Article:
Gary Jackson: Fire When Ready Pottery
A Chicago potter’s somewhat slanted view of clay & play
Categories: inspiration, photography, pottery, process, sunrise

Oh, what to do with all those dry clay scraps?…
Well, turn them back into new clay again of course!!!
Yep, all of those dried trimming scraps can be re-hydrated into new clay
and used again to make a new pot!

So I take all of my trimming scraps and allow them to dry out completely.
I keep them in a large plastic bin for “safe keeping.” When there’s a good amount
of them, I fill the container with water just above the clay level. The water will soak
into the dry clay and allow it to “slake” down. After the clay has absorbed the water,
I let it sit for weeks… or at least until I feel I have time to deal with it.

When I feel that the dried clay is rehydrated, and the majority of the water has either
soaked in or dehydrated, I scoop out handfuls of the new clay mixture and place it on
a large slab of plaster. This will help draw the excess water out of the mixture. I typically
leave the pile of clay sitting on the plaster bat for a few days until enough moisture has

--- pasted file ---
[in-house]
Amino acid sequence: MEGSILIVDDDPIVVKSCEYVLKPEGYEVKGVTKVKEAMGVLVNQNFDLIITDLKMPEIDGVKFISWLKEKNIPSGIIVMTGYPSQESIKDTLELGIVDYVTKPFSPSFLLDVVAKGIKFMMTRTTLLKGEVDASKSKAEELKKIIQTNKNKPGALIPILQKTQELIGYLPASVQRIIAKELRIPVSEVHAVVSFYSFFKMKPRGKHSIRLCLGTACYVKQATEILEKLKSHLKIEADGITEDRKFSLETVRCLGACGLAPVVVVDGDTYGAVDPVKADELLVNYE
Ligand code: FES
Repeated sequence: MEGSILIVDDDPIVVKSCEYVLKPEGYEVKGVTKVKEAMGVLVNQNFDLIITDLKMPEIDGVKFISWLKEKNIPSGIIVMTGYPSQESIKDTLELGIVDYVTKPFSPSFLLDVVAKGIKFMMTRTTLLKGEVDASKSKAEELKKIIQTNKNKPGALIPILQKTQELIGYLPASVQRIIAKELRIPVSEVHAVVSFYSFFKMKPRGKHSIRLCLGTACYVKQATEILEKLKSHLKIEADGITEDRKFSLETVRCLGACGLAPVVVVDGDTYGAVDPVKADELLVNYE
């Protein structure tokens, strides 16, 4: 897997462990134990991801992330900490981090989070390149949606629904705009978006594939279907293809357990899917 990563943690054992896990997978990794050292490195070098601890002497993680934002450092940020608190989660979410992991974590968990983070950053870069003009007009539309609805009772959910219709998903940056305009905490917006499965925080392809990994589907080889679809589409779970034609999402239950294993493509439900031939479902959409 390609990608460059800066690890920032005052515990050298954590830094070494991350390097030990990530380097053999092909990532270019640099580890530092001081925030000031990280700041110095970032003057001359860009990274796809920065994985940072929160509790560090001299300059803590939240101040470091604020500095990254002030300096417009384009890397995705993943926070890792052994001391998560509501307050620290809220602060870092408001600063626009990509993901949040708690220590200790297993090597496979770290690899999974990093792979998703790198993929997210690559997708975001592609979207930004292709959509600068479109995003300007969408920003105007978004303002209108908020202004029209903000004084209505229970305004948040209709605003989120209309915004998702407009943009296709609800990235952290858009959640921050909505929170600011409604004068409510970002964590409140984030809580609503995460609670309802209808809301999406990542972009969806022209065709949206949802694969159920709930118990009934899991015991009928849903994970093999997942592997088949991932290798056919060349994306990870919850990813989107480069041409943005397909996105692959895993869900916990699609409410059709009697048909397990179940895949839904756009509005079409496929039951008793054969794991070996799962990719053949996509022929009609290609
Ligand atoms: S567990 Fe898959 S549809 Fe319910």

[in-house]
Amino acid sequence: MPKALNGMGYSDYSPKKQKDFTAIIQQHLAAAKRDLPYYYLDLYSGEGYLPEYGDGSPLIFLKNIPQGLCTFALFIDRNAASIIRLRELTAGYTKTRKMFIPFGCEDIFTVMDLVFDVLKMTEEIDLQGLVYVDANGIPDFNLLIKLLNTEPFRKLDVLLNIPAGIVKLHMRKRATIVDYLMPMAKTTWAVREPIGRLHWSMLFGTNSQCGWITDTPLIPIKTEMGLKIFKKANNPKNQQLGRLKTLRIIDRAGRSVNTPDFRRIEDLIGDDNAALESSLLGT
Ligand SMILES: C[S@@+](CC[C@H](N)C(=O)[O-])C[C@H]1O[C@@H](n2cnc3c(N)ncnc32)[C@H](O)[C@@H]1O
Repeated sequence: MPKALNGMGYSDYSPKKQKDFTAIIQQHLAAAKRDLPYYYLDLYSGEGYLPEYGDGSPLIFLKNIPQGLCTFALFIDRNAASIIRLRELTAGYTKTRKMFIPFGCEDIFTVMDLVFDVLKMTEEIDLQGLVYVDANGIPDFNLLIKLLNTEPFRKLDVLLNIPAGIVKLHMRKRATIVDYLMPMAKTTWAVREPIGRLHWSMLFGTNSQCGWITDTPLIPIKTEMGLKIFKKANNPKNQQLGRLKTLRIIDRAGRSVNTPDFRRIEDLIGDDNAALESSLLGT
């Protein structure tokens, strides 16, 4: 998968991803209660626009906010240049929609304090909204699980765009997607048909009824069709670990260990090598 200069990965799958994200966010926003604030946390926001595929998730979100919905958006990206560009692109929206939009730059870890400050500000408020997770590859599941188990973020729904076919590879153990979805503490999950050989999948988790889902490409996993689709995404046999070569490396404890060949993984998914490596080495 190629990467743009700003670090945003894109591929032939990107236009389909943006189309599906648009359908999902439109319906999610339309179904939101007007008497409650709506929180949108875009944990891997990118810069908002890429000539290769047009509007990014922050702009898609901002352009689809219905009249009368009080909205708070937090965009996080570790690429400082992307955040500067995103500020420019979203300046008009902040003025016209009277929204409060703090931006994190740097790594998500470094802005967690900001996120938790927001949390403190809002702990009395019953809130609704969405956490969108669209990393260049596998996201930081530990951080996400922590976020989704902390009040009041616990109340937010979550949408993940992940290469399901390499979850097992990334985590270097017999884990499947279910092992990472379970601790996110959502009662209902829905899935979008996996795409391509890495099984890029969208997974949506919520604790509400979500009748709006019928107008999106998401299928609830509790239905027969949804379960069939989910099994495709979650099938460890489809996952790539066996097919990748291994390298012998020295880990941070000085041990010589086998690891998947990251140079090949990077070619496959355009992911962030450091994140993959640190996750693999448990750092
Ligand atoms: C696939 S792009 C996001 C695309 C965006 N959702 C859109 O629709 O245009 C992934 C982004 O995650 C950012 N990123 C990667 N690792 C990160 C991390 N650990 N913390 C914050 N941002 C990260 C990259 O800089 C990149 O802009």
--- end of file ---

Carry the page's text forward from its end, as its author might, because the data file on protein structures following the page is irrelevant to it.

been drawn out and the mixture is now close to a normal clay consistency. Then, I take
the clay off the plaster bat and get ready for some “heavy lifting.”



As you can see, I don’t worry too much about what kind of clay scraps get into my reclaim.
In fact, some of my other studio mates don’t reclaim their scraps… so them give them to me!
You just need to make sure that all clay going into your reclaim bin is rated for the same
kiln firing temperature.

I then take slices of the new clay, and interleave them with layers of fresh clay straight out
of the box. As the majority of my work is fired in the soda kiln, I generally use fresh
soda clay when I’m layering so that I know that at least half of it is for the soda kiln.


Now that I have stacks of mixed clays, I start pounding them together. It’s actually
easier than it sounds. Just pick up the entire stack, and slam it back down onto the
table. Cut it in half, stack the halves on each other – and slam it down again.
Slice-stack-slam-repeat. Slice-stack-slam-repeat. And so on… and so on…


Seen above, I’ve only sliced, stacked & slammed once. See the layers are still apparent?
Assume you are starting out with 10 layers. Slam them down, cut it in half, stack it on itself…
now you have 20 layers. Repeat… and now you have 40 layers. Repeat… and now you have
80 layers. Then 160 layers… 320 layers… 640 layers… etc. So the more times you do it,
the thinner the layers become and the more incorporated your different layers become.

Once I have sliced & slammed the clay and feel that they clay is well incorporated, I pound
roughly into cubes and store it in recycled clay bags. This reclaimed clay is now ready to go!
Yesterday, I reclaimed over 175 pounds of recycled clay – that would have otherwise been
thrown away. Even better… with just a little effort, it’s like FREE CLAY !!!

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